This is the first time since I started writing about wine in 1975 that wine has seemed so frivolous. But then it is also capable of giving succour and cheer.
Wines for an era of austerity need not be austere themselves however. Here are a few standouts from recent tastings in Britain, listed in ascending price order within styles - although note that there is considerable overlap between whites that could be described as Dry and Aromatic. Many Sauvignon Blancs, for instance, are both.
Note that underprivileged places such as eastern Europe, South Africa and bog standard [or 'standard issue' if you absolutely must] Bordeaux are particularly good at supplying bargains.
Apologies to non-Brits for a high proportion of wines available only in Britain. I have marked those worth seeking outside Britain.
Vouvray Non Vintage Brut, Champalou £8.17 Les Caves de Pyrène of Guildford (tel 01483 538820)
This is far more fun to drink than any budget champagne - an irreproachably made traditional method Chenin Blanc from the Loire with a lovely open, friendly perfume of apples and honey, flirtatious fizz and an appetisingly dry finish. Great aperitif.
This bottle looks worth well over a fiver. What is in it tastes much better than the Calvet Sauvignon Blanc sold alongside it. Be careful not to serve this too cold or you will not taste a thing nor, more importantly, smell anything. A bone-dry, full-bodied wine with real character and no rough edges is quite rare at this price. Much better value than most Chilean Sauvignons under a fiver.
Rylands Grove Barrel Fermented Chenin 2000 South Africa £3.99 Tesco
This is stunning value, made by the ubiquitous Kym Milne MW and his colleagues whose work in Sicily and South Africa is particularly outstanding. Difficult to see how the barrel fermentation squares with the price but my advice is to simply go ahead and enjoy a lemon-scented, slightly oaky, long-flavoured wine that is not Chardonnay but made from South Africa's most widely planted grape. Very versatile.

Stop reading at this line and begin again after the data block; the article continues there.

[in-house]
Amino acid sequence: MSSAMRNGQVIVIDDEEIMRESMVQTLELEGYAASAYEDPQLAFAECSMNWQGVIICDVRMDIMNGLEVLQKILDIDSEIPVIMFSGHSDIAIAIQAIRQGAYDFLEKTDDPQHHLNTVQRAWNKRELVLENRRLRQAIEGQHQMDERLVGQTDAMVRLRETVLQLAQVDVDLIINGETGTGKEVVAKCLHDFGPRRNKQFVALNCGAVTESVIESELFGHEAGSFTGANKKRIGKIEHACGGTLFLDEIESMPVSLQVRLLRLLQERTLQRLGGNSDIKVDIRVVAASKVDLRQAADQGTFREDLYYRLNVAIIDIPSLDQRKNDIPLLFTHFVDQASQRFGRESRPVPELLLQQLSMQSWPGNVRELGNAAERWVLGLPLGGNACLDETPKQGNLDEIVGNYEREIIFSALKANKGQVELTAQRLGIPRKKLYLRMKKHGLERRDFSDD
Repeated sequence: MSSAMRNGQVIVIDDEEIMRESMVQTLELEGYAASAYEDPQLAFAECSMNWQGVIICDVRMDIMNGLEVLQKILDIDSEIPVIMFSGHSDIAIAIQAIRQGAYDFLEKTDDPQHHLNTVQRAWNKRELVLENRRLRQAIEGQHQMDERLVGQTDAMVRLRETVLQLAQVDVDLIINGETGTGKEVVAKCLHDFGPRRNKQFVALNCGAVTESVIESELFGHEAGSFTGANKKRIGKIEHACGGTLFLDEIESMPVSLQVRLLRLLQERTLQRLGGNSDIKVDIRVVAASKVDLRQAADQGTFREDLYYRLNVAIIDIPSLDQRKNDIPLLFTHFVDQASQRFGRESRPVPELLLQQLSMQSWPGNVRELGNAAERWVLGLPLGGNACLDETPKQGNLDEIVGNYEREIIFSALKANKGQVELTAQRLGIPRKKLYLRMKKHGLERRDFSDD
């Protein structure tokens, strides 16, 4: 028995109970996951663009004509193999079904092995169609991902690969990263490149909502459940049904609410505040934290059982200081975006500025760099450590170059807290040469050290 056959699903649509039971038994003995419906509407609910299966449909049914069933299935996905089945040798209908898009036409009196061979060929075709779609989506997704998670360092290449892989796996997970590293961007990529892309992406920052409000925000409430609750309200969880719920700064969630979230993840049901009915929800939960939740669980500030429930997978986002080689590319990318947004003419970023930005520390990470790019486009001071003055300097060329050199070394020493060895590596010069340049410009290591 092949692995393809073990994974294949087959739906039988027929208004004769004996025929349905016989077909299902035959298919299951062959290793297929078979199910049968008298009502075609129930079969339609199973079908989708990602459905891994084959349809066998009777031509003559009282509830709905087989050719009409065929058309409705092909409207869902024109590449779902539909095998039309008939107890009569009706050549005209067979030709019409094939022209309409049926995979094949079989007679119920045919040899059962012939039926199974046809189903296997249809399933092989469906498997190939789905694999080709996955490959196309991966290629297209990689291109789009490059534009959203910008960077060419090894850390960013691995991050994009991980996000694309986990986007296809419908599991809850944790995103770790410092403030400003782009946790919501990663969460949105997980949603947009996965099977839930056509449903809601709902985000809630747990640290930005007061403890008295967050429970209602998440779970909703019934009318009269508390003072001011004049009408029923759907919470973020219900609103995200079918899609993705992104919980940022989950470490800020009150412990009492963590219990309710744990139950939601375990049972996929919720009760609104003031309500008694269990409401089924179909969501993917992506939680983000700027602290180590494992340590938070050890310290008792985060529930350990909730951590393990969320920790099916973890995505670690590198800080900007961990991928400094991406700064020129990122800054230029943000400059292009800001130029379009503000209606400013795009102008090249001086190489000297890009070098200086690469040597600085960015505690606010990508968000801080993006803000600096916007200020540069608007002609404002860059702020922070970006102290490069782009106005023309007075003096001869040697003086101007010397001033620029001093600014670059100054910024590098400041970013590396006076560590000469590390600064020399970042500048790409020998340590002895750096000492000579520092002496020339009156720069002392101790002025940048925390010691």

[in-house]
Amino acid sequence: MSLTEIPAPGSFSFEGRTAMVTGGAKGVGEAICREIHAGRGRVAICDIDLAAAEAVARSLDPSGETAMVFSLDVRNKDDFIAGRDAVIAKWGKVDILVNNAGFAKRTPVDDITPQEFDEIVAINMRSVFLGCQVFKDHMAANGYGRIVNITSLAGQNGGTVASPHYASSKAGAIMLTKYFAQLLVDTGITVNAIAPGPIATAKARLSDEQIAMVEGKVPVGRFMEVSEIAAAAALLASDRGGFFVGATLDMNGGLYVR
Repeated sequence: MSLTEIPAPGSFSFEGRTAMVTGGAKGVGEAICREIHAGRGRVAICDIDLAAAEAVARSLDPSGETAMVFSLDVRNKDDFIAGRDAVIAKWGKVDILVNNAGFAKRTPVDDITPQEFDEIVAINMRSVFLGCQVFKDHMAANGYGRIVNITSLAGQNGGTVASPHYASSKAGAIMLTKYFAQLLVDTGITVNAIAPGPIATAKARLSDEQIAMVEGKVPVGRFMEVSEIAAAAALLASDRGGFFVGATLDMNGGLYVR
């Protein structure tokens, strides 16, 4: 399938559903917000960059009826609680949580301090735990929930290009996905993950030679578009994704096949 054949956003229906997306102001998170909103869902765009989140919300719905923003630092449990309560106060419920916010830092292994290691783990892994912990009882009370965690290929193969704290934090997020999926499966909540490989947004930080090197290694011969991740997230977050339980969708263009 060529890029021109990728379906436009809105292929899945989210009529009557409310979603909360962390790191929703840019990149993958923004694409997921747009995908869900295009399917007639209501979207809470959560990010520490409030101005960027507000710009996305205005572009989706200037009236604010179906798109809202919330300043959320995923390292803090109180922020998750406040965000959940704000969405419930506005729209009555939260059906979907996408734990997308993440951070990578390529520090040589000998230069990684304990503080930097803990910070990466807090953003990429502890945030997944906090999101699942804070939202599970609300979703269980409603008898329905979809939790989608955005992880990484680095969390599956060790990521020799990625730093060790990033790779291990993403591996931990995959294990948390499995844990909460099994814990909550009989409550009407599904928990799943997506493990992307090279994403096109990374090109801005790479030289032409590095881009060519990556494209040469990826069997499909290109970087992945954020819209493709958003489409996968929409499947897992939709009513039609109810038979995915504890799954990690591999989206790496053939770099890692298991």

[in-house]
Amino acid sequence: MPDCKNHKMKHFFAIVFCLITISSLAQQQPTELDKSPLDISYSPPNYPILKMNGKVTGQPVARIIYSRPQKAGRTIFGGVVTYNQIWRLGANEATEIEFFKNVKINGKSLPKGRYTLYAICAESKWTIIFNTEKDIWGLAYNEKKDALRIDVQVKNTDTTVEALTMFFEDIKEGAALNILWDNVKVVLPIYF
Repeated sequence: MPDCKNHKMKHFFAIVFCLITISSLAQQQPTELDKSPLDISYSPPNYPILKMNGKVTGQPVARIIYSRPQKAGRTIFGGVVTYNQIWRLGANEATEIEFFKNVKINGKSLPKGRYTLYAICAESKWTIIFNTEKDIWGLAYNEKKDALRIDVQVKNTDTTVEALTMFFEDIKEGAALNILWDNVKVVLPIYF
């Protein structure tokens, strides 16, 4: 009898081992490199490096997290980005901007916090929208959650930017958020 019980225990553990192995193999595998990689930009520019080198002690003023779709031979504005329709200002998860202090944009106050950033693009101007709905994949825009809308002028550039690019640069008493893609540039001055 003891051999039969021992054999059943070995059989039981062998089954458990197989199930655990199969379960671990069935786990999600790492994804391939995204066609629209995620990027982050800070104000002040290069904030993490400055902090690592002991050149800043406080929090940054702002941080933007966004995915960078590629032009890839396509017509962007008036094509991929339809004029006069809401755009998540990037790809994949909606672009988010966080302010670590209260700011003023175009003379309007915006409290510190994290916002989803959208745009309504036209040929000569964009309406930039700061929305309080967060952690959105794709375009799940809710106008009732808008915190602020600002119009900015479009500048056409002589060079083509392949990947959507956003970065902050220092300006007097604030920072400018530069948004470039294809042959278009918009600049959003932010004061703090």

Hilltop Riverview Chardonnay Pinot Grigio 2000 Hungary £3.99 Waitrose
Seventy per cent Chardonnay and a borrowed Italian grape name would appear to justify an extra £1.20 a bottle (cf Reka Valley below which was also made by award-winning Amos Kamocsay at Hilltop Neszmely). The Pinot Gris adds weight to what is otherwise a relatively neutral wine but it is well balanced and good value. It would go with parma ham and melon rather well.
Reka Valley Hungarian Pinot Gris 2000 £2.79 330 Tesco stores from 8 Oct
You will need a blindfold for this one. Did they really get the price down by skimping on the label design? Surely not. It is just the struggle for central European wine producers to lift themselves off the pricing floor. And their need for western currency, presumably. This is by no means fine wine but is well made (at the Hilltop Neszmely winery) and expressive of typical Magyar fire and spice.
Scholtzenhof Petit Chenin 2000 South Africa £3.99 Oddbins
Slightly sweet but well packaged (if you like lime green) and well made by Ken Forrester.
Goats Do Roam White 2001 Paarl, South Africa £4.99 Sainsburys
Charles Back's red Rhônish blend was a huge success when it was launched two or three years ago and this new white counterpart looks set to win as many friends, even if for the moment it is available at only one retailer. Based on full-bodied Grenache Blanc (the wine is 14 per cent alcohol) and neutral Clairette, it is scented by almost 20 per cent of the aromatic varieties Muscat Blanc and Viognier. This would go well with vibrant flavoured pasta and vegetable dishes.
Venturoso Tempranillo/Garnacha 2000 CarinTena, Spain £3.99 Sainsburys
A surprising amount of guts, vigour and personality for the money from one of Spain's many up-and-coming regions. Same grape mix as Rioja but much, much more concentrated and almost tough at the end. No hurry to drink this 14 per cent-er.
Terra de Lobos 2000 Ribatejo, Portugal £3.99 Waitrose
Imagine Beaujolais without chaptalisation and with Portuguese density and character. This lively, alcoholic damson juice could easily be served chilled and/or without food. It is fairly crisp and its importer claims it is the archetypal TV wine (though possibly not quite concentrated enough for some of the stuff we see on our screens at the moment). Uncomplicated wine from the fertile banks of the Tejo made entirely from the grape we used to call Perequita (parrot) but which the Portuguese authorities, in their craven haste to satisfy EU demands that all grapes have only one name, have decreed is now called Castelão.
Vin de Pays des Portes de la Mediterranée 2000 Chaume Arnaud £3.99 Great Grog of Edinburgh (tel 0131 444 2332) and Glasgow
This husband-and-wife team keep getting better and better. Even their basic Vin de Pays is sweet, rich and charming, almost chocolaty, without losing any French earthiness. Even better is the Côtes de Rhône 2000 which manages to express terroir while being smooth and not too alcoholic and Vinsobres 1999 which is denser and worth cellaring. These two cost £4.99 and £6.99 respectively from Great Grog, a little bit more at Booths supermarkets, even more from London importer Morris & Verdin of London SE1 and far more in the US.